The use of a model of evolution accounts for the fact that not all events are equally likely to happen. For example, a transition, which is a type of point mutation from one purine to another, or from one pyrimidine to another is much more likely to happen than a transversion, which is the chance of a purine being switched to a pyrimidine, or vice versa. These differences are not captured by maximum parsimony. However, just because some events are more likely than others does not mean that they always happen. We know that throughout evolutionary history there have been times when there was a large gap between what was most likely to happen, and what actually occurred. When this is the case, maximum parsimony may actually be more accurate because it is more willing to make large, unlikely leaps than maximum likelihood is. Maximum likelihood has been shown to be quite reliable in reconstructing character states, but it does not do as good of a job at giving accurate estimations of the stability of proteins. Maximum likelihood always overestimates the stability of proteins, which makes sense since it assumes that the proteins that were made and used were the most stable and optimal. The merits of maximum likelihood have been subject to debate, with some having concluded that maximum likelihood test represents a good medium between accuracy and speed. However, other studies have complained that maximum likelihood takes too much time and computational power to be useful in some scenarios.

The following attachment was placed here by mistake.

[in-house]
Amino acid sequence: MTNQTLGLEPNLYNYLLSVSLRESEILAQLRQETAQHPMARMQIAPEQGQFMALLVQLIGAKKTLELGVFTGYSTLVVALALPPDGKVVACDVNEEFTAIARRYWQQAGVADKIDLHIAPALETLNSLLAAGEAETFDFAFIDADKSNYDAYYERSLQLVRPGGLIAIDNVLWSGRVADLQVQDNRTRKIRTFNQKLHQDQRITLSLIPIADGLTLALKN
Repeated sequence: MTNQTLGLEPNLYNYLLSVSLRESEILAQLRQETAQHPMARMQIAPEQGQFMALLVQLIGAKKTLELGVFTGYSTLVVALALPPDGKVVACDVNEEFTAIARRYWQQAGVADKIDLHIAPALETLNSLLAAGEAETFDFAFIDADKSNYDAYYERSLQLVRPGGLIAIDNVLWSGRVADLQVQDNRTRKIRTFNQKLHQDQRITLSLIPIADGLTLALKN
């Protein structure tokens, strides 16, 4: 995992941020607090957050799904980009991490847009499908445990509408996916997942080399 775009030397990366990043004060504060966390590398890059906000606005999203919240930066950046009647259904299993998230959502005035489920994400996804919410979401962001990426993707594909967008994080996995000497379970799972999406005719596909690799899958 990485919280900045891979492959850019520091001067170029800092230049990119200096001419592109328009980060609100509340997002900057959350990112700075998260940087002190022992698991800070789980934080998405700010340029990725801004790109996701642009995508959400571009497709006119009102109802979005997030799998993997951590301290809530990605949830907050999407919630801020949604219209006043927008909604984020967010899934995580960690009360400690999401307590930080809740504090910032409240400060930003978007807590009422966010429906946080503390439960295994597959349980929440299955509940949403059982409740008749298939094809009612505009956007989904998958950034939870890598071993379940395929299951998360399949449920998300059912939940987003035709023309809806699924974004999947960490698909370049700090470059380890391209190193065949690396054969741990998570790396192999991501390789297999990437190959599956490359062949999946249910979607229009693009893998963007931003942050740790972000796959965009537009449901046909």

These approaches employ the same probabilistic framework as used to infer the phylogenetic tree. In brief, the evolution of a genetic sequence is modelled by a time-reversible continuous time Markov process. In the simplest of these, all characters undergo independent state transitions (such as nucleotide substitutions) at a constant rate over time. This basic model is frequently extended to allow different rates on each branch of the tree. In reality, mutation rates may also vary over time (due, for example, to environmental changes); this can be modelled by allowing the rate parameters to evolve along the tree, at the expense of having an increased number of parameters. A model defines transition probabilities from states i to j along a branch of length t (in units of evolutionary time). The likelihood of a phylogeny is computed from a nested sum of transition probabilities that corresponds to the hierarchical structure of the proposed tree. At each node, the likelihood of its descendants is summed over all possible ancestral character states at that node:
where we are computing the likelihood of the subtree rooted at node x with direct descendants y and z, denotes the character state of the i-th node, is the branch length (evolutionary time) between nodes i and j, and is the set of all possible character states (for example, the nucleotides A, C, G, and T). Thus, the objective of ancestral reconstruction is to find the assignment to for all x internal nodes that maximizes the likelihood of the observed data for a given tree.
Marginal and joint likelihoodEdit